Wall Street nudged higher to fresh 19-month highs today as a trio of economic reports – one on gross domestic product, the others on consumer sentiment and spending – provided investors with additional evidence of an improving economy.
Volume was very light on the last full trading day before the Christmas holiday.
The stock market will be open for a half session on Christmas Eve, close on Christmas Day and reopen for a half session Friday.
“The bottom line is the market has been creeping higher pretty much every day,” said Brian Pears, head equity trader at Victory Capital Management in Cleveland. “It’s a continuation of the rally based on optimism for next year.”
“People want to be fully invested coming into year’s end that it’s hard to believe we’ll have a major move down for the rest of the year,” he added.
The Dow Jones industrial average closed up 3.26, or 0.03%, at 10,341.26, following a five-day gain of 315 points. The blue chip average is now trading at its highest level since May 17, 2002, when the Dow closed at 10,353.08.
The broader market also finished higher. The Nasdaq composite index gained 18.98, or 1%, to 1,974.78.
And the Standard & Poor’s 500 index rose 3.08, or 0.3%, to 1,096.02. It was the highest level since May 23, 2002, when the index closed at 1,097.08.
The Commerce Department reported today that the nation’s gross domestic product grew at an 8.2% annual rate in the third quarter, the best showing since 1983. The latest reading was identical to the preliminary estimate made a month ago.
In a separate report, the department said consumer spending rose by 0.4% in November while incomes rose 0.5%, the best gain since May. The income reading was slightly above Wall Street’s expectations, but consumer spending was slightly below.
The University of Michigan said its consumer sentiment gauge moved to 92.6 in December, down slightly from November’s figure of 93.7, according to Dow Jones Newswires. Still, December’s reading was higher than analysts’ forecasts.
The stock market typically sees strong gains at the end of December as investors put year-end bonuses and dividends to work. This year, however, might be different because stocks already have seen a large run-up since March.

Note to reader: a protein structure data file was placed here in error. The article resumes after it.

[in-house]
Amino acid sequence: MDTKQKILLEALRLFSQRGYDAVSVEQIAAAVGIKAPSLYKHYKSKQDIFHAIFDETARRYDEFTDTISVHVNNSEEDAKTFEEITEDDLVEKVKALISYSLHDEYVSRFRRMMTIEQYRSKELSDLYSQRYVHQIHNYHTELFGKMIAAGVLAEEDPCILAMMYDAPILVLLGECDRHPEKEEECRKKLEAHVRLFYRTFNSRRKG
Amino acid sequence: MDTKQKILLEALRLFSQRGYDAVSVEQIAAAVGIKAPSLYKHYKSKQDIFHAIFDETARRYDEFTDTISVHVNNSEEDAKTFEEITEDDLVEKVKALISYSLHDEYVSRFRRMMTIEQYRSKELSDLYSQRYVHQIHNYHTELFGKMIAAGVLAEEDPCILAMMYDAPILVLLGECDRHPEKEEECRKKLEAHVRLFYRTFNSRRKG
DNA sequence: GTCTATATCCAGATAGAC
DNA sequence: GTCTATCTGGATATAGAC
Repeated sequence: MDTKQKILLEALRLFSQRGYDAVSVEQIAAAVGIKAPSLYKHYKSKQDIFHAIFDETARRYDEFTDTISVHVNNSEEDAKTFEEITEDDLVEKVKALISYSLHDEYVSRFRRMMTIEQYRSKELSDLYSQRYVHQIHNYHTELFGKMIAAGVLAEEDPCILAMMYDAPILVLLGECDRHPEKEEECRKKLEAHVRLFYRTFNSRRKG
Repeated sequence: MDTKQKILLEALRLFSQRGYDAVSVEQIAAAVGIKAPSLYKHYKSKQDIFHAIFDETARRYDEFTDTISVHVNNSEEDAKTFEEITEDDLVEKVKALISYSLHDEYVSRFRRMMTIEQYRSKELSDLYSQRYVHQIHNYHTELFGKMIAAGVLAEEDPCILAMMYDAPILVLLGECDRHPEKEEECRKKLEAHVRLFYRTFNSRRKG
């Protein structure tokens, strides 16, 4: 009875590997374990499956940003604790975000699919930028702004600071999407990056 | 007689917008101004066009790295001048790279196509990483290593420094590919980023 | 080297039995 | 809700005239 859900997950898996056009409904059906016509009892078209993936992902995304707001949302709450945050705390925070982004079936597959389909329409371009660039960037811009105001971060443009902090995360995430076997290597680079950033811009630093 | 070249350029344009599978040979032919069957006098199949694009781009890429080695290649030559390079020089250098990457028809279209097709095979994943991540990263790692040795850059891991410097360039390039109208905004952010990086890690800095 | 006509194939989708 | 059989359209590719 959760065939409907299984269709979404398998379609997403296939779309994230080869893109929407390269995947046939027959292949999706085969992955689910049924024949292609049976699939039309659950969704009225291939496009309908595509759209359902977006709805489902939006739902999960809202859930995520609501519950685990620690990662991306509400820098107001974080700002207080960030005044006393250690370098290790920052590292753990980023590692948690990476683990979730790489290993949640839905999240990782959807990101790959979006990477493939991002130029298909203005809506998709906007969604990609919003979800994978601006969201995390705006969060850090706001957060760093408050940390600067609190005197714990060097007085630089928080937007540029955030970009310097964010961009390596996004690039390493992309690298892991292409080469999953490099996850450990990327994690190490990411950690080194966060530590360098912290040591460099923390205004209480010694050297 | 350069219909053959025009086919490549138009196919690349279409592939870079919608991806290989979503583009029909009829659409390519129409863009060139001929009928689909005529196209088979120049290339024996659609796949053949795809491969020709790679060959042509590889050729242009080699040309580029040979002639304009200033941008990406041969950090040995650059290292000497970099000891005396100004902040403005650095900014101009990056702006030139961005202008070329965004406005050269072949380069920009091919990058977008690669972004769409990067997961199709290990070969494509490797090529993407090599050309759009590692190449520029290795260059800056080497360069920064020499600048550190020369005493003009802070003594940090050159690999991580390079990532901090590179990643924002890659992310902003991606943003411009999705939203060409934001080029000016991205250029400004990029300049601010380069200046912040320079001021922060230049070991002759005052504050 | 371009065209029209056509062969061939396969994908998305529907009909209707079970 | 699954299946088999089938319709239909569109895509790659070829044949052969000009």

In addition, terrorism concerns also weigh on the market, particularly after the federal government on Sunday raised the terror alert level and said al Qaida might attack during the holiday season, analysts said.
“It’s almost now being accepted as a given that the macro economy is on a very solid footing,” said Bill Meade, managing director at RBC Capital Markets. “What you’re looking at is a Christmas rally that wants to happen.”
“But given the fact that we keep seeing quotes from folks like (Defense Secretary) Donald Rumsfeld reminding us that we’re on an elevated terror alert, … it leaves doubt and uncertainty as to whether the Christmas rally will transpire,” he said.
Research in Motion Ltd. Jumped $23.51, or 51%, to $69.61 after the maker of the BlackBerry wireless device raised its fourth-quarter outlook. Several brokerages also raised the company’s stock rating.
AT&T Wireless Services Inc. rose 34 cents to $7.75 after The Wall Street Journal reported that Cingular Wireless was exploring a merger or purchase of the cell phone company.
Losers included American Greetings Corp, which dropped $1.28 to $21.30, after the greeting card company lowered its 2004 earnings outlook, citing sluggish holiday sales.
Target Corp. fell 13 cents to 38.03 dollars after the discounter said December sales were falling below estimates.
Advancing issues outnumbered decliners 8 to 5 on the New York Stock Exchange.
The Russell 2000 index, which tracks smaller company stocks, rose 5.66, or 1%, to 555.03.